People love their GoPros. In 2013 alone, the company sold nearly 4 million of its durable, portable video cameras. And those cameras have been used to capture millions upon millions of videos, including everything from drones to action sports.
There’s just one problem: Most people don’t have the patience to sort through all the footage to find and share all the interesting moments they shot while skiing or surfing or skateboarding or ballooning.
Over all the videos shot, only about 20,000 will get downloaded via GoPro’s own software (though admittedly, people can use other tools), and only about 6,000 videos will make it to YouTube each day. The rest of that video gets stuck either on the device or stored away on a hard drive somewhere.
But there’s a new startup, called BrightSky Labs, that wants to liberate the videos that people shoot with their GoPros, and make it easier to find and share on all your favorite social networks.
The company is in the early stages of building a mobile app that connects directly to a GoPro via Wi-Fi and allows users to scan the video they’re shooting (or just shot), as well as all other videos that are stored on the camera. From the mobile interface, viewers can look through video for interesting snippets, quickly crop those moments, and share them with friends and followers.
The app isn’t designed for post-processing or video editing. There are plenty of other tools for those looking to edit together their clips into awesome best-of videos that can be uploaded to YouTube or Vimeo.
“The whole point is to reduce the friction of sharing,” according to co-founder Ian McCarthy. That means quickly identifying clips to share and posting them to social networks like Facebook or Twitter, as well as being able to share via WhatsApp.
The app works by pinpointing moments that would be interesting to the viewers, and over time it is designed to better learn what things to look for for each individual user. It also has worked to simplify the process of clipping by taking advantage of both the X-axis, for setting the start and end points of a video, and the Y-axis, which is used to lengthen or shorten clips.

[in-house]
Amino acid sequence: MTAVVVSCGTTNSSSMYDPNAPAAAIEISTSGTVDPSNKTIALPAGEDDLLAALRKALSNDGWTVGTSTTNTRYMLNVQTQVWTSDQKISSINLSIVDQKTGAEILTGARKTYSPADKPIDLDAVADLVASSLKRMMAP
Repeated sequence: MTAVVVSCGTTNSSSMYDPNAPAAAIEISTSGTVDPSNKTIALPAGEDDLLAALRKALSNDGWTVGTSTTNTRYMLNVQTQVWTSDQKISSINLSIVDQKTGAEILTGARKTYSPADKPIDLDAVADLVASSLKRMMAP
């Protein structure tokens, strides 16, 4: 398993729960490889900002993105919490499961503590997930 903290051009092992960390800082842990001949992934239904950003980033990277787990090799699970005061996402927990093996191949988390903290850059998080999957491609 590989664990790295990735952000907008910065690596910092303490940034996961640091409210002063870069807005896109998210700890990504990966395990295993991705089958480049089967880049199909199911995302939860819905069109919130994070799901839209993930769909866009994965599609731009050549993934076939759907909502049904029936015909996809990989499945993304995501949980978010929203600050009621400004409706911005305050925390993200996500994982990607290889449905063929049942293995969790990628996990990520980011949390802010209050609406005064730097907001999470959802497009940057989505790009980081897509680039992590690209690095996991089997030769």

These clips are designed to be snackable, so they are designed to be under 30 seconds. That also increases the speed with which they can be shared.
For now, BrightSky Labs has no plans to build its own social network, à la Instagram or Vine, but plans to simply be a “pass-through” tool for uploading to other networks. “We’re not letting what we want the user to do to get in the way of what the user wants to do,” McCarthy says.
BrightSky Labs was founded by a trio of folks with a mix of hardcore expertise in wearable technology, along with experience building and using video production tools. The team is made up of CEO/CTO Sean White, COO & Head of Product McCarthy, and head of user experience and design Ann-Caryn Cleveland.
Before founding BrightSky Labs, White was an entrepreneur in residence at Greylock Partners. Prior to that he was Head of the Interaction Ecologies Group at Nokia, which was focused on wearable computing and Internet-of-things technologies.
He’s joined by McCarthy, who served as Director of Product Development for Sony Pictures and VP of Product Marketing at Orb Networks before turning up as Principal Product Manager at LinkedIn. Cleveland, meanwhile, worked with McCarthy as Media Designer at Sony Pictures and later became a Partner at production studio Quiet Little Place Productions.
And it’s funded by a mix of venture capital and angels with experience in the media and video distribution space. The company has raised $1.6 million in seed funding, which includes money from institutional investors that include Greylock Discovery Fund, Foundation Capital, Lux Capital, Streamlined Ventures, and Correlation Ventures.
Angels include MIT Media Lab head Joi Ito, former Sony Pictures co-chair Yair Landau, Chomp founder Ben Keighran, YouPlus founder Shaukat Shamim, Qwiki co-founder Louis Monier, SideCar founder Sunil Paul, Powerset founder Barney Pell, as well as current and former LinkedIn execs such as Mohak Shroff, David Hahn, Arvind Rajan, Ellen Levy, Doug Mandell, Ryan Roslansky, Scott Roberts, Adam Barker, Mrinal Desai.